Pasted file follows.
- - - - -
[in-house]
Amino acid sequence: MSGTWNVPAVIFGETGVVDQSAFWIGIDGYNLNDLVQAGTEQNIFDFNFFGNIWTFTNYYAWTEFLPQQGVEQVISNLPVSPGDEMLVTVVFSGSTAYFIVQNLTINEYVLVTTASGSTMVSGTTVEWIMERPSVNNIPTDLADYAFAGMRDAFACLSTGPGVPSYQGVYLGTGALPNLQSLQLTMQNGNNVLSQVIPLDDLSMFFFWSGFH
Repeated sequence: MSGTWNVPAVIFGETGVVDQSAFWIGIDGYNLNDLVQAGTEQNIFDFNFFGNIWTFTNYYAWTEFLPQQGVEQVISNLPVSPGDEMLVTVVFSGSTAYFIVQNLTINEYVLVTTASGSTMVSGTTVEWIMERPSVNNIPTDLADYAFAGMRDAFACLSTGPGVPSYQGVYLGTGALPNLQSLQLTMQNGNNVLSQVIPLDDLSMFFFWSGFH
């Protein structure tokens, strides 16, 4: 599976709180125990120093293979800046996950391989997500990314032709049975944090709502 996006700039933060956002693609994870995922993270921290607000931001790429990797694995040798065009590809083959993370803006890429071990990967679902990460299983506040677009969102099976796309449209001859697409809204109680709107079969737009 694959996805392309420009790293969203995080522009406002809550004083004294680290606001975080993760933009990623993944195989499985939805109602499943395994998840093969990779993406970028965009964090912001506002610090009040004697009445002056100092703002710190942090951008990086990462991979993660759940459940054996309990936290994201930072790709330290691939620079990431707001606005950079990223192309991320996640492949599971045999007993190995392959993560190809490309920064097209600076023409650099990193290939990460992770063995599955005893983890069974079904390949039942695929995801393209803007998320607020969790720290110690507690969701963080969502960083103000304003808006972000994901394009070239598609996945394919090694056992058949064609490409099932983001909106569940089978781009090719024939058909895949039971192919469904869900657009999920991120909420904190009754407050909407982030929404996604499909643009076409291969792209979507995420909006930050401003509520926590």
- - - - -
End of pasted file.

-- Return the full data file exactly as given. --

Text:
[in-house]
Amino acid sequence: MSGTWNVPAVIFGETGVVDQSAFWIGIDGYNLNDLVQAGTEQNIFDFNFFGNIWTFTNYYAWTEFLPQQGVEQVISNLPVSPGDEMLVTVVFSGSTAYFIVQNLTINEYVLVTTASGSTMVSGTTVEWIMERPSVNNIPTDLADYAFAGMRDAFACLSTGPGVPSYQGVYLGTGALPNLQSLQLTMQNGNNVLSQVIPLDDLSMFFFWSGFH
Repeated sequence: MSGTWNVPAVIFGETGVVDQSAFWIGIDGYNLNDLVQAGTEQNIFDFNFFGNIWTFTNYYAWTEFLPQQGVEQVISNLPVSPGDEMLVTVVFSGSTAYFIVQNLTINEYVLVTTASGSTMVSGTTVEWIMERPSVNNIPTDLADYAFAGMRDAFACLSTGPGVPSYQGVYLGTGALPNLQSLQLTMQNGNNVLSQVIPLDDLSMFFFWSGFH
């Protein structure tokens, strides 16, 4: 599976709180125990120093293979800046996950391989997500990314032709049975944090709502 996006700039933060956002693609994870995922993270921290607000931001790429990797694995040798065009590809083959993370803006890429071990990967679902990460299983506040677009969102099976796309449209001859697409809204109680709107079969737009 694959996805392309420009790293969203995080522009406002809550004083004294680290606001975080993760933009990623993944195989499985939805109602499943395994998840093969990779993406970028965009964090912001506002610090009040004697009445002056100092703002710190942090951008990086990462991979993660759940459940054996309990936290994201930072790709330290691939620079990431707001606005950079990223192309991320996640492949599971045999007993190995392959993560190809490309920064097209600076023409650099990193290939990460992770063995599955005893983890069974079904390949039942695929995801393209803007998320607020969790720290110690507690969701963080969502960083103000304003808006972000994901394009070239598609996945394919090694056992058949064609490409099932983001909106569940089978781009090719024939058909895949039971192919469904869900657009999920991120909420904190009754407050909407982030929404996604499909643009076409291969792209979507995420909006930050401003509520926590």